In a lot of my examples I am going to assume that you are using an IDE like Visual Studio. As of version 3, WiX would automatically install the WiX project template for use in Visual Studio. This enables us to leverage the capabilities of WiX with our solutions as well as use features such as Intellisense when creating WiX projects. The Visual Studio package is known as Voltive, an is available to Visual Studio 2005 and later. WiX appears to be perfectly capable when being scaled up to deploy enterprise-level solutions. If you are deploying many dlls with WiX you may want to to unload the project whilst running a large number of local F5 builds as it will re-compile the dlls all over again, meaning that you waste time compiling, then compiling again!
To create a WiX Project is very simple though you need to make sure you have WiX 3.0 or later downloaded and installed and using Visual Studio 2005 or later. It really is as simple as creating any other project in Visual Studio 2012:
Once created there is a single product.wxs file and nothing else. The name of this file is nothing significant, though I admit I’ve never renamed it as everyone knows it is going to be the start-up file and so for “the next guy” it’s probably a good idea to leave it as is. You can add other .wxs files (you can see why you would want to do this in later posts.)
If you open up the references and go to add references, scroll down to the bottom you will see quite a few prefixed “Wix”.
If you are planning on creating a UI you do need to include a reference to the WiXUI dll in your project. WiXUI provides the user interface of a typical installer package, so it provides all typical wizard pages: licence agreement, customer information, different types of setup (typical/custom/complete), customisation of the target deployment folder, disk usage requirements etc.
WiXUtilExtension is a dll which will be leveraged in a later example, and if you are deploying an IIS based MSI then you will probably add references to the WixIIS and WiXFirewall extensions also. Obviously only add what you need!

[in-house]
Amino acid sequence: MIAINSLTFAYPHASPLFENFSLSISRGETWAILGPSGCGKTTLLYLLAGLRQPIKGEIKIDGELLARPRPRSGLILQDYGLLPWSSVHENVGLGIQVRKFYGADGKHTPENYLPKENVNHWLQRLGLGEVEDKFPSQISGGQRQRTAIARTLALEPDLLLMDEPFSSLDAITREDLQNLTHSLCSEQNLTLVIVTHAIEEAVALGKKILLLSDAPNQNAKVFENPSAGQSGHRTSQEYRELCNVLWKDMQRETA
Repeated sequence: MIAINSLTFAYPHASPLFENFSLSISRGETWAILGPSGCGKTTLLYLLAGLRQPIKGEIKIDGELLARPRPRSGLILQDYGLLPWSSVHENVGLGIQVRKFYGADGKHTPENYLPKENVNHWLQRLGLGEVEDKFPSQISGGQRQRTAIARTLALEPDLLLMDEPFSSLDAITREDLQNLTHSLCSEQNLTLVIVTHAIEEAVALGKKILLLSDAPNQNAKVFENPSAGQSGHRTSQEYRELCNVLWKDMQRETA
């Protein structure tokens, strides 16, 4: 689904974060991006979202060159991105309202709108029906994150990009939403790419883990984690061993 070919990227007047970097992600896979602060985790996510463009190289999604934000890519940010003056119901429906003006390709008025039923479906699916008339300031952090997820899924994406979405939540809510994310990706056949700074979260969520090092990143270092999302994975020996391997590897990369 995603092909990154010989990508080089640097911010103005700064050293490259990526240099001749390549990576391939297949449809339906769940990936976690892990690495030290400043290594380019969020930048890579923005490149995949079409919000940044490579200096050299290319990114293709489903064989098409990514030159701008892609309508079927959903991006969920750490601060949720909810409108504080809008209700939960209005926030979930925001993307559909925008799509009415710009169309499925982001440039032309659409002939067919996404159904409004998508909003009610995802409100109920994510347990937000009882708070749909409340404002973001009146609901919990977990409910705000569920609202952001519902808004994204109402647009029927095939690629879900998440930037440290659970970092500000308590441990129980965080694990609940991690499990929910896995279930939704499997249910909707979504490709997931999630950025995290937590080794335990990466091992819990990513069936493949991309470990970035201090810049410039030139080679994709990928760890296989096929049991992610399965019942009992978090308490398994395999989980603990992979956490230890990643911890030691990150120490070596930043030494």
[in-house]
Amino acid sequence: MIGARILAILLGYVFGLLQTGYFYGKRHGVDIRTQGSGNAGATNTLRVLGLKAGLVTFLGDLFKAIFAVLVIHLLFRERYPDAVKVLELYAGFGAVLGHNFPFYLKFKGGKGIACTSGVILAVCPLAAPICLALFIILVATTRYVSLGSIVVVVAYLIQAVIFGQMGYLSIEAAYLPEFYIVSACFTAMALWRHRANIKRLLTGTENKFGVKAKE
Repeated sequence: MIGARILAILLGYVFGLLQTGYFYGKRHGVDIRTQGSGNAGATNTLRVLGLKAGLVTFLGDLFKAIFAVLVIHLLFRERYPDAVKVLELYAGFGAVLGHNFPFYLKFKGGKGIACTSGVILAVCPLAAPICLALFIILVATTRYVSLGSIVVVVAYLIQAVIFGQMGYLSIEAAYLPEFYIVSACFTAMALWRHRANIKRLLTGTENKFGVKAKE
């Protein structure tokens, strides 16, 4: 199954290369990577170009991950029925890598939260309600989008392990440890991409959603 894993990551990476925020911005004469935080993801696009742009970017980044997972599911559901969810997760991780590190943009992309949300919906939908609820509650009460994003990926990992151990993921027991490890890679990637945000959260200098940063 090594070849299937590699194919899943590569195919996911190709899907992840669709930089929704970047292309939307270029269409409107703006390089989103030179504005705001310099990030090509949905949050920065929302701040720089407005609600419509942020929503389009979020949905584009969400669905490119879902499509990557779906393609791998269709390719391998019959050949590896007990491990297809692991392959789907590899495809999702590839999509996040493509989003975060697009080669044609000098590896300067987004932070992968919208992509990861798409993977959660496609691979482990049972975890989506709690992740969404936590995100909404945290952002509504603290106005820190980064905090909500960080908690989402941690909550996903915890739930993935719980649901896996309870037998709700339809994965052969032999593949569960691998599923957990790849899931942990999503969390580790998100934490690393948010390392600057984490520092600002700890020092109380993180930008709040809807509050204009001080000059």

Microsoft have made it straightforward to leverage the use of WiX within larger solutions in Visual Studio. There are also considerable references that we can utilise within our WiX projects so that they can be used to create a UI for our installers or if we are deploying different types of solutions.
- Download WiX from CodePlex here.
- As I said, I don’t think the manual for WiX is all that great. It feels like it’s been written by an expert in WiX for an expert in WiX. But I guess at least there is a manual.
- There’s also a very comprehensive tutorial written about WiX that explains it in far greater detail than I have here. It also provides plenty of examples. Such as in the advanced sections there is a tutorial on creating your own custom UI.
- I’ve probably short-changed msiexec. Aside from running msiexec /? in the cmdline, there’s plenty of examples on the TechNet site.
- There’s even a book available! I’ve not read it, however the reviews on amazon.com seem positive. For such an esoteric piece of software, and at a reasonable price it’s worth a go? Maybe I’ll buy it and review it at the end of this series….